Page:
Nuon Chea, the Khmer Rouge’s chief ideologist and second-in-command to leader Pol Pot, died on Sunday aged 93 at Khmer-Soviet Friendship hospital, according to a spokesman for the Cambodia tribunal, Neth Pheaktra.
Last month, Chea was taken to hospital for emergency treatment after reportedly suffering from an ulcer on a toe.
In November, Chea was convicted by the Extraordinary Chambers in the Courts of Cambodia of genocide against ethnic Vietnamese and the Cham Muslim minority group, as well as former officials in the previous Khmer Republic government.
Nuon Chea was born on 7 July 1926 in Voat Kor, French Indochina (present-day Cambodia). He served as the president of the Standing Committee of the Kampuchean People's Representative Assembly, as well as prime minister of Democratic Kampuchea in late 1970s.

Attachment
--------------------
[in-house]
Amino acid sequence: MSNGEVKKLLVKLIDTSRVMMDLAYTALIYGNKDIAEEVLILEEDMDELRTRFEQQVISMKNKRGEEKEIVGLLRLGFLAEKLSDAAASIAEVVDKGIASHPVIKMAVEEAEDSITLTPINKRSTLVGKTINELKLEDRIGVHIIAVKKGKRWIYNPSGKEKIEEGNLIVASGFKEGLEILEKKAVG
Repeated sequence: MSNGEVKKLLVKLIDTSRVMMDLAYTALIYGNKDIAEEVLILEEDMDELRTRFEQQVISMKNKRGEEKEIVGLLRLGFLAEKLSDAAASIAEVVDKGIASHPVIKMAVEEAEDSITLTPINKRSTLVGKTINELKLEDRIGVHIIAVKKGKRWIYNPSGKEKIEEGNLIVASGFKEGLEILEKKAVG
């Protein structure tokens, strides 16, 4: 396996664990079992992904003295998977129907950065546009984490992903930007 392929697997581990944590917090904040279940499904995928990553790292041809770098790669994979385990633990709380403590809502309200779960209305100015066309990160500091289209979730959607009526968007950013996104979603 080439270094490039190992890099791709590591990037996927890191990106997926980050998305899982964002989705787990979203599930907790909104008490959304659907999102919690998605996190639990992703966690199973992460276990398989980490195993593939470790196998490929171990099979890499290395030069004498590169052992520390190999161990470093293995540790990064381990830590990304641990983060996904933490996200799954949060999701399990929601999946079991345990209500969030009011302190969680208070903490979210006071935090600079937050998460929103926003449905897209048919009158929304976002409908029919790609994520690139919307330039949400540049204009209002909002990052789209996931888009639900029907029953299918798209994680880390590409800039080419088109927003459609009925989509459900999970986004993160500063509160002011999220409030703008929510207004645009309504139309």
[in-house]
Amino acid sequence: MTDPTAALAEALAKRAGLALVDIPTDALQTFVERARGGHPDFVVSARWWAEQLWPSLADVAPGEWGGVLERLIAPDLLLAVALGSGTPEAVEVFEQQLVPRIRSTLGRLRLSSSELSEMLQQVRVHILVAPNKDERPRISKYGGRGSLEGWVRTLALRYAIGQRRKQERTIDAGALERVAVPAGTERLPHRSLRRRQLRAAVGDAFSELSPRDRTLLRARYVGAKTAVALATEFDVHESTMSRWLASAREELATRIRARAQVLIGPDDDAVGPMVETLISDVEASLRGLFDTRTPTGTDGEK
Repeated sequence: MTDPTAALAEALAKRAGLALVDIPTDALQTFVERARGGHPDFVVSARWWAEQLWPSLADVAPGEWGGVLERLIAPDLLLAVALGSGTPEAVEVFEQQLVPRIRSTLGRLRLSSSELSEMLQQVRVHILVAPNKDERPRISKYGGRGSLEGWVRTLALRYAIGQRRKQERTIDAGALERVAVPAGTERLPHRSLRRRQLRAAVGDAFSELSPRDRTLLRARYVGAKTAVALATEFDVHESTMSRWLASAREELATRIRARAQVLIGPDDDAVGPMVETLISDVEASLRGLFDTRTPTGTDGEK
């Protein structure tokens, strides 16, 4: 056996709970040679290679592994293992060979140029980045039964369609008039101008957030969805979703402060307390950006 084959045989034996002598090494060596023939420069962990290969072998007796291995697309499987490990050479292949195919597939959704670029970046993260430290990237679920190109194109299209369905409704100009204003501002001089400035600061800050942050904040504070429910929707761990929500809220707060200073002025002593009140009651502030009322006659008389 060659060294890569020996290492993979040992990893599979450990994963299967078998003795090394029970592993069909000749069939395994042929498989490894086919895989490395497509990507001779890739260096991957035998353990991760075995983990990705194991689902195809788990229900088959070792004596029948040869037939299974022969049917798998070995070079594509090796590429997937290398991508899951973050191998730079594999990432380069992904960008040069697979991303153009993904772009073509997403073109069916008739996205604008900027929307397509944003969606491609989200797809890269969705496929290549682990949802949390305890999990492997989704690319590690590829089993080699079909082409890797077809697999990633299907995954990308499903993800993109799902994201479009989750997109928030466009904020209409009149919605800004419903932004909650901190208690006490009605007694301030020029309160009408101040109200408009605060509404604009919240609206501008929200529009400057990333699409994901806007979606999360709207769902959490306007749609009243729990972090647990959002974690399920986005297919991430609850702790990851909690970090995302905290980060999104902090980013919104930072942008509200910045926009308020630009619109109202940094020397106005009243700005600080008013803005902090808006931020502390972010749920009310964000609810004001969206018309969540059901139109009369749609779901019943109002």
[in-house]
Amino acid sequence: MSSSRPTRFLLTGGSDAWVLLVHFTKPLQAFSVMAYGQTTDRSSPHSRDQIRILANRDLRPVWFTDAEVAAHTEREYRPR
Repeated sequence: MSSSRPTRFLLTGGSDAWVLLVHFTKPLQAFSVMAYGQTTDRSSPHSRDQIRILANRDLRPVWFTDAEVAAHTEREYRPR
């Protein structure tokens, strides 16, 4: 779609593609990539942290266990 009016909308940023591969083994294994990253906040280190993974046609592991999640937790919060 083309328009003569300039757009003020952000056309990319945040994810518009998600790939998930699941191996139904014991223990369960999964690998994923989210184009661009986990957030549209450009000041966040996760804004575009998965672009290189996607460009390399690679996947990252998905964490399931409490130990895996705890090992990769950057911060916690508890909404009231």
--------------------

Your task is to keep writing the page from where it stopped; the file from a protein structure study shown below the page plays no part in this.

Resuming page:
Nuon Chea, known as "Brother Number Two", was considered the chief ideologist of the Khmer Rouge and second-in-command to Khmer Rouge leader Pol Pot.
The Khmer Rouge was the name given to the Communist Party of Kampuchea that governed Cambodia from 1975 until 1979. Under the Khmer Rouge, the party’s leaders tortured and killed anyone whom they saw as an enemy: former officials, minorities, and intellectuals. The bloody period in the history of the Asian country resulted in the deaths of some 1.7 million people, or about a quarter of the Cambodian population. Khmer Rouge leaders have been held accountable over their atrocities that led to the genocide in the country.